* The Direct Arc Electric furnace consists of a heavy steel cylindrical shell with a spherical bottom lined with refractory bricks. The furnace hearth and walls are lined with magnesite bricks. * The furnace is built on a tilting platform that facilitates tilting of the furnace forward for pouring molten metal into ladles. The furnace can also be tilted backwards for inspection, addition of charge, flux deoxidizers etc. and for removal of slag through the slag door. * The roof of the furnace is made of steel shell lined inside with refractory bricks and can be clamped in position. Metal can also charged from the furnace roof. * The roof is provided with three circular holes through which non-consumable graphite electrodes are inserted. The electrodes can be raised and lowered by means of guides and are usually water cooled to dissipate heat. They are connected to a 3-phase power supply.
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Direct Arc furnaces

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Construction of Indirect Arc Electric Furnace


* The Indirect Arc Electric furnace consists of a cylindrical or barrel shaped steel shell lined with a refractory material. The shell is mounted on rollers and can be tilted through 1800 This facilitates for easy pouring of liquid metal to the ladles. Also, the rollers provide rocking action to the furnace that speeds the melting rate and stirs the molten metal. * Two carbon electrodes are mounted along the horizontal axis and can be automatically adjusted for maintaining proper arc column. * A charging door and pouring spout serve their usual purpose.

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Indirect Arc furnaces

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Induction furnaces
An Induction Furnace uses induction to heat a metal to its melting point which is based on the theory of Electro Magnetic Induction. Depending on their frequency (50 Hz - 250 kHz) these can be divided to three types: High Frequency Medium Frequency Low Frequency

Their capacities range from less than 1kg to 100MT, which are used for re-melting of iron & steel (steel scrap), copper, aluminium precious metals and alloys. Even most modern foundries use this type of furnaces and now more iron foundries are replacing Cupolas with Induction Furnace to melt cast iron as the former emit lots of dust & other pollutants.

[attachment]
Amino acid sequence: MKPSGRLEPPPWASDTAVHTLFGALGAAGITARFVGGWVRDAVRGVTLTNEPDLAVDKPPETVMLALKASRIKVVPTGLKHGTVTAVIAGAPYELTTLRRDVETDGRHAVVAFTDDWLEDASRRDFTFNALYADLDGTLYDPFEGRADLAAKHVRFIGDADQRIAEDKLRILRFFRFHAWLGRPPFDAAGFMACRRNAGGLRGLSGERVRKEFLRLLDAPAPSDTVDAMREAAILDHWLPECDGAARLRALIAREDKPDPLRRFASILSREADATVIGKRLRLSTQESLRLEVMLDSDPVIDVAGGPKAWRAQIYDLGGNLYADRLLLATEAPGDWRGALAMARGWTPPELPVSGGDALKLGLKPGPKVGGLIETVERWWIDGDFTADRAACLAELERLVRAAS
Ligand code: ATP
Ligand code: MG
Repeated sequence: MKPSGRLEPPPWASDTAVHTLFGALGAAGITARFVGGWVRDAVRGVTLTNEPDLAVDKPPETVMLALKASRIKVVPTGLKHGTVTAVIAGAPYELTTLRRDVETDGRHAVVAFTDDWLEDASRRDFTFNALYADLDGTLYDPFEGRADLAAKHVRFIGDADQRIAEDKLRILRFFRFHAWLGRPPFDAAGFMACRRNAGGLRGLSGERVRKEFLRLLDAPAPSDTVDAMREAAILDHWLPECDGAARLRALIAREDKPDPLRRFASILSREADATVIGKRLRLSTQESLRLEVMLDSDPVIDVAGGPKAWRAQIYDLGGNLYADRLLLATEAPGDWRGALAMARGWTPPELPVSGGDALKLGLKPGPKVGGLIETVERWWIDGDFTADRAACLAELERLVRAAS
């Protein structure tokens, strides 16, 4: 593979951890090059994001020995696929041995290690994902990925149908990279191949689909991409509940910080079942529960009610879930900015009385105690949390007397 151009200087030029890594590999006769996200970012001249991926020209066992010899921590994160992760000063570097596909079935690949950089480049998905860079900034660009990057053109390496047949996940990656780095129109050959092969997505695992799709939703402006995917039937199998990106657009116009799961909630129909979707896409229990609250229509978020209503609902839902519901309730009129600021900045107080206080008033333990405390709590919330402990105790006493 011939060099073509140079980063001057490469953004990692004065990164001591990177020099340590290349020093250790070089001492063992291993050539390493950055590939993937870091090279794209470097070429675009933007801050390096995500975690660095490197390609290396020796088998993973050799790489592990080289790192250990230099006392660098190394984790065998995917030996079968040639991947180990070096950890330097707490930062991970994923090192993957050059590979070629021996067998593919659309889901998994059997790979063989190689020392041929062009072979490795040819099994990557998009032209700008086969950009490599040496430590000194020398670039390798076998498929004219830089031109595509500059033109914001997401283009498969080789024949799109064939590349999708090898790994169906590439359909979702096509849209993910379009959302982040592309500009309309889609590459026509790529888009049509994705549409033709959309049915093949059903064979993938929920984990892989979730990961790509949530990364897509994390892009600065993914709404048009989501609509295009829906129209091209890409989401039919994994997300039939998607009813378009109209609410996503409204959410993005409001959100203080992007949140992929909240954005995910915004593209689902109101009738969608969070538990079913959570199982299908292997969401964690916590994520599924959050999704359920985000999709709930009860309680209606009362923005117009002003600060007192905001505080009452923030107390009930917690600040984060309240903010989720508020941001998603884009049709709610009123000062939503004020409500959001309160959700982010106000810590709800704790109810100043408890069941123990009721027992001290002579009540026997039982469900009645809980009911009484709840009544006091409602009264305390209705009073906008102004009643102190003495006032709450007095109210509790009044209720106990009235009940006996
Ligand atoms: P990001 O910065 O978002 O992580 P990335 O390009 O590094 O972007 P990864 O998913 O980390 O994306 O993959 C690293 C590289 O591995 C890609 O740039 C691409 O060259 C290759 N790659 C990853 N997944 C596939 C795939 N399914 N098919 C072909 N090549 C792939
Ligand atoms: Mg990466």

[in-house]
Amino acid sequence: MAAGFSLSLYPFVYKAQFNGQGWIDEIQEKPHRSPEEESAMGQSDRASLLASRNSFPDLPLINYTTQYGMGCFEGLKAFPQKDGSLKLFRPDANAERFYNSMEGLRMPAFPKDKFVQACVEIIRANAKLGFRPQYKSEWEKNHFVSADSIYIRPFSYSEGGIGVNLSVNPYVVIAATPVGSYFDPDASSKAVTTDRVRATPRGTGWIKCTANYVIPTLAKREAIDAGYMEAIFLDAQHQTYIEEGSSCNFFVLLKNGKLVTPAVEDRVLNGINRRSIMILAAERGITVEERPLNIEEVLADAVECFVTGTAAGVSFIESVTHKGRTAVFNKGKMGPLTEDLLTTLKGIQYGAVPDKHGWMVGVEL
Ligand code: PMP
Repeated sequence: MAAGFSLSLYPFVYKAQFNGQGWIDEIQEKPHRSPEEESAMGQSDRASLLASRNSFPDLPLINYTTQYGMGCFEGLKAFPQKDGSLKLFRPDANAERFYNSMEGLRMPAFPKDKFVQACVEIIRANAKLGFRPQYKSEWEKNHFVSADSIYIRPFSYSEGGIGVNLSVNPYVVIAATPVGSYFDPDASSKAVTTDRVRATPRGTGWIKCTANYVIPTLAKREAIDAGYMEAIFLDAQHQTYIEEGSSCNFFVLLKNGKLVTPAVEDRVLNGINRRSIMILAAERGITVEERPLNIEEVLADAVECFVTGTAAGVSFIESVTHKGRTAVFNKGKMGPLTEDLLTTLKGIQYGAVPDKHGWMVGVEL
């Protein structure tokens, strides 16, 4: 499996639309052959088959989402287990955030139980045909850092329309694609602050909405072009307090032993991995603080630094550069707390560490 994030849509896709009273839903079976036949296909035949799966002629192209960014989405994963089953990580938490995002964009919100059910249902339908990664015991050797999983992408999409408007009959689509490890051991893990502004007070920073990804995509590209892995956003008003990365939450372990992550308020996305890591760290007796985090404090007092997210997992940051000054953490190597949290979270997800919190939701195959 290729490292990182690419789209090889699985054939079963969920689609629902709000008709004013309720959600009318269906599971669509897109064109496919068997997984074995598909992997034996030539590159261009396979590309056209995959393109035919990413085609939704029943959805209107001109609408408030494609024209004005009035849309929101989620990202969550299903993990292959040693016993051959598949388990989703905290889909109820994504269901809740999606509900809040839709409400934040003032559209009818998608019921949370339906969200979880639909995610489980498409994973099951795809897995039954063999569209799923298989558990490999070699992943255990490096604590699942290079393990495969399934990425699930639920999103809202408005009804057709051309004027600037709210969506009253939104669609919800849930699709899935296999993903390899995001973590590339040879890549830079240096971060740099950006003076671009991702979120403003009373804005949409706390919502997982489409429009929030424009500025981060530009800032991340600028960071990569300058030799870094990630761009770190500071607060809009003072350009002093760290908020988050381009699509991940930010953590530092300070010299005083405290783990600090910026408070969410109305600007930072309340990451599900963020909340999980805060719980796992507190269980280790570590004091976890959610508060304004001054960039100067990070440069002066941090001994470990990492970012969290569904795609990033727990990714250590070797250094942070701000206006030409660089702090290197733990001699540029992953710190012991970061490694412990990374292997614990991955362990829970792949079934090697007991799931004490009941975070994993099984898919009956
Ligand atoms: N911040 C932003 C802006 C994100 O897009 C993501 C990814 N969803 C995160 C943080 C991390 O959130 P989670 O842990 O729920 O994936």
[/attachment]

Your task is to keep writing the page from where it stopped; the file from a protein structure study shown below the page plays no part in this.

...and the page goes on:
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Type of Induction furnaces

Channel type induction furnace Coreless type induction furnace

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Induction furnaces
Advantages of Induction Furnace It has no electrodes and electric arcs which allow productions of steel & alloys low in carbon and occluded gases without any quality problem. Low melting losses & alloying elements. High power efficiency, therefore, cost-effective. Precise control of the operating parameters. Disadvantages of Induction Furnace Refining in Induction Furnace is not as intensive or effective as in Electric Arc Furnace (EAF). Life of Refractory lining is low as compared to EAF. Removal of S & P is limited, so selection of charges with less impurity is required.
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Defects in castings
The general origins of defects lie in three sectors: The casting design, The technique of manufacturethe method, The application of the technique workmanship.

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Defects in castings
Defects are 1. Shaping faults arising in pouring. 2. Inclusions and sand defects. 3. Gas defects. 4. Shrinkage defects due to volume contraction in the liquid state and during solidification. 5. Contraction defects occurring mainly or wholly after solidification. 6. Dimensional errors. 7. Compositional errors and segregation.
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Shaping faults arising in pouring

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Inclusions and sand defects

The inclusions are Indigenous inclusions Endogenous inclusions

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Indigenous inclusions
Reactions forming indigenous inclusions involve common impurities such as oxygen, nitrogen and sulphur, together with the more reactive metallic constituents of the alloy.

Exogenous inclusions
Individual grains of foreign matter are inevitably dislodged from furnace ladle and mould, but many exogenous inclusions are complex aggregates of considerable size. Wide variations in form and composition are encountered according to origin.
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Exogenous inclusions
Slag or dross or refractories Moulding material Oxide films Lustrous carbon.

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Slag

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Dross

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Refractories

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Lustrous carbon